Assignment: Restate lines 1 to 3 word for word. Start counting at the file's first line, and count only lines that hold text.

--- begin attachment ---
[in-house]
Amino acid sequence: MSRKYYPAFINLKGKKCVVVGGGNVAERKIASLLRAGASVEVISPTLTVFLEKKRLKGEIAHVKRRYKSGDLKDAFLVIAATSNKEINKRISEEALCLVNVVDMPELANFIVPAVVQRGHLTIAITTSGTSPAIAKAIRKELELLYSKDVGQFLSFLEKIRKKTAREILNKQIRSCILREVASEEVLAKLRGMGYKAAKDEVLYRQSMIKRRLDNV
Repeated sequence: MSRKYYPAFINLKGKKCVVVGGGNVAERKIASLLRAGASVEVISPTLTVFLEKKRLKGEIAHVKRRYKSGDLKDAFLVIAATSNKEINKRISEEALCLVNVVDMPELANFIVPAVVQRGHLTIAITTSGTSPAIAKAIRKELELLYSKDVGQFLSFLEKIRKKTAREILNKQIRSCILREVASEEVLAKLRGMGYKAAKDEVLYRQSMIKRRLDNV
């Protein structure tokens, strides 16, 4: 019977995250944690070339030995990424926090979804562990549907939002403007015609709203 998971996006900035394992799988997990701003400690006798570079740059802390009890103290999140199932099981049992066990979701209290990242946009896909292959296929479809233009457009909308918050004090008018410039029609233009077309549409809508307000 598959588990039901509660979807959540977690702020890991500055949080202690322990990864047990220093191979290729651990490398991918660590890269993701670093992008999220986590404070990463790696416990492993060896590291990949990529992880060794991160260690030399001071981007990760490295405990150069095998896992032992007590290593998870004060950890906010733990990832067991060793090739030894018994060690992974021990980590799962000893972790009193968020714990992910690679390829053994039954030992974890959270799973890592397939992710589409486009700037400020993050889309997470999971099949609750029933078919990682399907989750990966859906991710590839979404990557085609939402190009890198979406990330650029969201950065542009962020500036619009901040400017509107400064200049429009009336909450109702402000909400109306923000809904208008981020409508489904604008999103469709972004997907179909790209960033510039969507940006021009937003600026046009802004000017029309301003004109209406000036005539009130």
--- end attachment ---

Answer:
[in-house]
Amino acid sequence: MSRKYYPAFINLKGKKCVVVGGGNVAERKIASLLRAGASVEVISPTLTVFLEKKRLKGEIAHVKRRYKSGDLKDAFLVIAATSNKEINKRISEEALCLVNVVDMPELANFIVPAVVQRGHLTIAITTSGTSPAIAKAIRKELELLYSKDVGQFLSFLEKIRKKTAREILNKQIRSCILREVASEEVLAKLRGMGYKAAKDEVLYRQSMIKRRLDNV
Repeated sequence: MSRKYYPAFINLKGKKCVVVGGGNVAERKIASLLRAGASVEVISPTLTVFLEKKRLKGEIAHVKRRYKSGDLKDAFLVIAATSNKEINKRISEEALCLVNVVDMPELANFIVPAVVQRGHLTIAITTSGTSPAIAKAIRKELELLYSKDVGQFLSFLEKIRKKTAREILNKQIRSCILREVASEEVLAKLRGMGYKAAKDEVLYRQSMIKRRLDNV